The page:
Should You Backup Or Sync?
What's the difference between backing up my files and syncing? If I sync files from my desktop computer to a laptop or website, isn't that basically the same as a backup? I'd like to know if there are benefits to one approach or the other...
Backup Or Sync: Which is Right For You?
I can understand why some people are confused about the processes of data backup versus data synchronization (or "syncing," as it's called). When should you backup your data, and when should you sync it? It helps to understand the differences between the two processes.
Backup is a one-way process: files are copied from the source location to the backup destination, and that's it. Syncing, on the other hand, is a two-way copying process. The object of syncing is to maintain identical files and folders in two or more locations. When files are added, deleted, or changed in any one location, the changes are replicated in the other location(s). Now, let's see what that means for backup purposes.
A backup is supposed to preserve a copy of data in a destination location in case it's deleted or corrupted in the source location. But a file deleted in the source will also be deleted in the destination if a sync is performed. So to preserve and protect important data, you don't want to rely on syncing.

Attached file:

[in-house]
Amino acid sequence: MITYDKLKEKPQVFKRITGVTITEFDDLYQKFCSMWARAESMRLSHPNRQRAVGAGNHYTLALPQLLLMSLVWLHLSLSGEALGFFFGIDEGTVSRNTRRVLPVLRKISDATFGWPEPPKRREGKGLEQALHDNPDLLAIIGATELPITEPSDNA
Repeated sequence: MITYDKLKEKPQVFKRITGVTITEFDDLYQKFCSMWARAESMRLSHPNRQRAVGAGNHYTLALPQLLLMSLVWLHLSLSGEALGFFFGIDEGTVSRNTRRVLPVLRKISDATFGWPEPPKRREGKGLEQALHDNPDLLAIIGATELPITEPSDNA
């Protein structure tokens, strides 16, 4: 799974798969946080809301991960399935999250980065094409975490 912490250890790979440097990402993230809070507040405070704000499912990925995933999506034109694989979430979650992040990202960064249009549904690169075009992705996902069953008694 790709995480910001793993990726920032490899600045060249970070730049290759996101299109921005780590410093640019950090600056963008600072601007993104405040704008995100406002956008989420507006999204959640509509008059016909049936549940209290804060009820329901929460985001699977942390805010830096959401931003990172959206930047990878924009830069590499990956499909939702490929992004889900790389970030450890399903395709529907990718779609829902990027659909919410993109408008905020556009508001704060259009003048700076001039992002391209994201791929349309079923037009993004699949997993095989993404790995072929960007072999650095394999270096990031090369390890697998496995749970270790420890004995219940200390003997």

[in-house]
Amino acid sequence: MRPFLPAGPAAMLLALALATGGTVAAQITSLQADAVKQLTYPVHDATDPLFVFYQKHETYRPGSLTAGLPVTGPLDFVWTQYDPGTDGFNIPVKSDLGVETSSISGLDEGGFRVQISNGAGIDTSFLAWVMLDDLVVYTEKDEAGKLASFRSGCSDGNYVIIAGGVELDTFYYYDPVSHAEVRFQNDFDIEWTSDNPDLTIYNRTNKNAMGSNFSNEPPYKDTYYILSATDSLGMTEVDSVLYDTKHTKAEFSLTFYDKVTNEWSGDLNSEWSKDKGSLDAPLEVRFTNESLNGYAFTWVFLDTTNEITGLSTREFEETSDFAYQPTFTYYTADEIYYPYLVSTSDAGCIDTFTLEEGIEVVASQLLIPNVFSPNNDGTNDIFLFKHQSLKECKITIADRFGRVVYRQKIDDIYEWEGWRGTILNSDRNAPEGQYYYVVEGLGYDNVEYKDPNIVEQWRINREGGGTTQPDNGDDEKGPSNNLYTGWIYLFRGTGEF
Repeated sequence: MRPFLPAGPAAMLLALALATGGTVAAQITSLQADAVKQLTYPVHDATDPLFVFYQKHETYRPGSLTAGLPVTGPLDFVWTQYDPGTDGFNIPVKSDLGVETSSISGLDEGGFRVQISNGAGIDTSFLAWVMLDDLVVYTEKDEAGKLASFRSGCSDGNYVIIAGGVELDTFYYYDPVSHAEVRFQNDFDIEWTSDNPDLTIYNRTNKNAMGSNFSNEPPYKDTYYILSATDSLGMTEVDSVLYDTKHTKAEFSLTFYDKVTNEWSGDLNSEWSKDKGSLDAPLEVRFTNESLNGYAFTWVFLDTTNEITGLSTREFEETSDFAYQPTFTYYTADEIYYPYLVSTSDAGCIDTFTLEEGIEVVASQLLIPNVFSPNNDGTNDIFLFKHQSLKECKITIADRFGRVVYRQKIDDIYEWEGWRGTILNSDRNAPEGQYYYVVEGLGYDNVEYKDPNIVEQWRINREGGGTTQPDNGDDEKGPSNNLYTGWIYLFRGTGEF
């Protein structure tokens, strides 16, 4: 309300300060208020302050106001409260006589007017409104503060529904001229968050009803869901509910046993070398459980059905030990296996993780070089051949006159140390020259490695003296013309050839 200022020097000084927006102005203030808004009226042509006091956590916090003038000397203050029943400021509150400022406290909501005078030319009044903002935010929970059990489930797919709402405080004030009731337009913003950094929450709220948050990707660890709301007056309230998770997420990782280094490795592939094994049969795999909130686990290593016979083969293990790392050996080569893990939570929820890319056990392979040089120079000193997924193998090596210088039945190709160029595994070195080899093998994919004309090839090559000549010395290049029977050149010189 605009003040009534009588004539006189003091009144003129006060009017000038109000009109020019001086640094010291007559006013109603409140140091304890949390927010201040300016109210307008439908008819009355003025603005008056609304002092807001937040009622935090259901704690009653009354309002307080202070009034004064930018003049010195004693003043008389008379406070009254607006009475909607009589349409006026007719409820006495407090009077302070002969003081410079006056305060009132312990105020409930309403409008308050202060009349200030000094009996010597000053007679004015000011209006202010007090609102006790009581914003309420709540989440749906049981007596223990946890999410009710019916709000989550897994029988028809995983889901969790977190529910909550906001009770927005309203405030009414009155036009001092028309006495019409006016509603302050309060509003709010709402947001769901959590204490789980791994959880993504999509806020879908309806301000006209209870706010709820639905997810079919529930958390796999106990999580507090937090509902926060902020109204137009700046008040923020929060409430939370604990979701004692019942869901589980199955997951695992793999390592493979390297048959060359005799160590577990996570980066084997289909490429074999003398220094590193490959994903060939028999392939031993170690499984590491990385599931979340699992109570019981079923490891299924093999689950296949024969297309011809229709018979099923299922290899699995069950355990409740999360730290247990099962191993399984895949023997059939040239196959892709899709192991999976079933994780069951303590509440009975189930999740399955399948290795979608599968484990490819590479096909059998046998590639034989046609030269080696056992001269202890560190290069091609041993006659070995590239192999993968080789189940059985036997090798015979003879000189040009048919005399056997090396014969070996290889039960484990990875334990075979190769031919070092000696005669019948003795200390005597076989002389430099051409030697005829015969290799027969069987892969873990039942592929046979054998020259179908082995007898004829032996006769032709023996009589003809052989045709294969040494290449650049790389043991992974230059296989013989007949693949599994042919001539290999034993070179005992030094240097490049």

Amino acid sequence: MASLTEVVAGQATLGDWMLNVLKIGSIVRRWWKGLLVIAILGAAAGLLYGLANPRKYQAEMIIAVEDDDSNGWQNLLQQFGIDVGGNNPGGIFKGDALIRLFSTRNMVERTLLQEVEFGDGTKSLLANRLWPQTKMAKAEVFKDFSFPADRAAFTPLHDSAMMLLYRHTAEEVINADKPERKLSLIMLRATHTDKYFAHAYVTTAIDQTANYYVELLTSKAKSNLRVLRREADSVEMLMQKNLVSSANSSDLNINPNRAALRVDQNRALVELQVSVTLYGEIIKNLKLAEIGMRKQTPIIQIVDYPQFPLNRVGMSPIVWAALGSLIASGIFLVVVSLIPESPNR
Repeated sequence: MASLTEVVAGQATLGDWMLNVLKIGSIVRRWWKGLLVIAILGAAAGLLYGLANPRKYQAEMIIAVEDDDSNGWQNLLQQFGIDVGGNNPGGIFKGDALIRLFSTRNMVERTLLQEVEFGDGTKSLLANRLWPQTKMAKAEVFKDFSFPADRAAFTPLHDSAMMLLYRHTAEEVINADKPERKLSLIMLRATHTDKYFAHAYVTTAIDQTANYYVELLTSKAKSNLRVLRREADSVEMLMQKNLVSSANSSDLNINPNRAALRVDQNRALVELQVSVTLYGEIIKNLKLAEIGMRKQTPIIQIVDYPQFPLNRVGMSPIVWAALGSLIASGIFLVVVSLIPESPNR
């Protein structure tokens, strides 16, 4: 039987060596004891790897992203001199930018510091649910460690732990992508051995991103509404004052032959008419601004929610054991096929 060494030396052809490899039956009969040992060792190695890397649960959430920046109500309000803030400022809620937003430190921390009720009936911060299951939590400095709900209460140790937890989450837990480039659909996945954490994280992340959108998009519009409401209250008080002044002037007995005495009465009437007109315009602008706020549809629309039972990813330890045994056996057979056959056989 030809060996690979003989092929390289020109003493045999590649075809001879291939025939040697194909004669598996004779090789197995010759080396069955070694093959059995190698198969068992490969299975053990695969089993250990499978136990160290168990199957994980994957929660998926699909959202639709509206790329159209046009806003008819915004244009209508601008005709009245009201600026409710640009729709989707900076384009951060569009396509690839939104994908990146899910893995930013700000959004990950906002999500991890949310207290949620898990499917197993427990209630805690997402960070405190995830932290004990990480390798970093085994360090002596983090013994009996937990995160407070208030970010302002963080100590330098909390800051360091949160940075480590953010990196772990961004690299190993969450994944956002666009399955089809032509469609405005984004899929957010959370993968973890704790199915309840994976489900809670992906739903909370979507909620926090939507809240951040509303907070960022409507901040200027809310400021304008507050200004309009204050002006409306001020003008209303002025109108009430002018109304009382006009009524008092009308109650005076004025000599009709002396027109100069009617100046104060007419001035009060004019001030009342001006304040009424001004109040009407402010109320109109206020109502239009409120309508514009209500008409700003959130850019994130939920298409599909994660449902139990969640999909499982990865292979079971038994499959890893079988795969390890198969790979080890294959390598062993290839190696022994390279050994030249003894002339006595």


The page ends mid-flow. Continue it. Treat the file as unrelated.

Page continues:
Another difference between backup and sync is that in a sync, the files copied to a new location remain in their original forms. It's possible to make backup copies by just copying a bunch of files from source to destination, but that is not how most backup programs work. Instead, files are compressed to save space and stored in a single backup file. Individual files must be restored from the backup file before they can be used again.
Keeping Multiple Devices in Sync
Sync is preferred for making the same set of files available for use on multiple devices. For example, Let's say you have three computers in your home, and you're into photography. When you upload your latest batch of photos from your digital camera to your desktop, an automatic sync process would make sure those photos are copied to the other computers. You could then view, edit or manage your photos on any of the computers, and the changes you make will be automatically reflected to the others.
If photography is not your thing, maybe you could benefit by syncing your music, documents, or email contacts between a desktop and a laptop. Software like GoodSync makes it easy to synchronize your files between multiple computers, and also works with Windows Mobile devices.
If you have an Android-based phone, syncing is even easier. The Google apps on your Android phone, such as Gmail and Calendar, automatically sync in real-time with their web-based counterparts. While using your smartphone, any changes in your email, contacts, and calendar entries will be immediately visible in those desktop apps as well. And vice versa, of course. This eliminates the hassle of manually keeping email address books in sync across multiple platforms.